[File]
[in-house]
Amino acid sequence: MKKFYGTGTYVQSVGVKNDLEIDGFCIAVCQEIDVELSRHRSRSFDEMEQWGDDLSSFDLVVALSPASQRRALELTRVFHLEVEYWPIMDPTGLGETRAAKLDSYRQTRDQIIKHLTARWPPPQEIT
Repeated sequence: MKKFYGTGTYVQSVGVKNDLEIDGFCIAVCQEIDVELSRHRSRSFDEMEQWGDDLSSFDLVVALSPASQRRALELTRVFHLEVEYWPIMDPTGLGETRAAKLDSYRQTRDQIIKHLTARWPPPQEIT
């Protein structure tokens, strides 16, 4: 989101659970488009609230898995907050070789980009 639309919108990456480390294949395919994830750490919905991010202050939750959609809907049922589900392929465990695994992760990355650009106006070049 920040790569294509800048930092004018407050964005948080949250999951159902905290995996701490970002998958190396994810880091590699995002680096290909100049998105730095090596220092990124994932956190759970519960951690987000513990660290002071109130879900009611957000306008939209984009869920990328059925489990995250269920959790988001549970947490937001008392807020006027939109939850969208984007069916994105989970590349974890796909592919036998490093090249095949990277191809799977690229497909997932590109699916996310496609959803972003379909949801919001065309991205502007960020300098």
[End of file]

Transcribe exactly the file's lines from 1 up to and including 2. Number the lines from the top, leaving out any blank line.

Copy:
[in-house]
Amino acid sequence: MKKFYGTGTYVQSVGVKNDLEIDGFCIAVCQEIDVELSRHRSRSFDEMEQWGDDLSSFDLVVALSPASQRRALELTRVFHLEVEYWPIMDPTGLGETRAAKLDSYRQTRDQIIKHLTARWPPPQEIT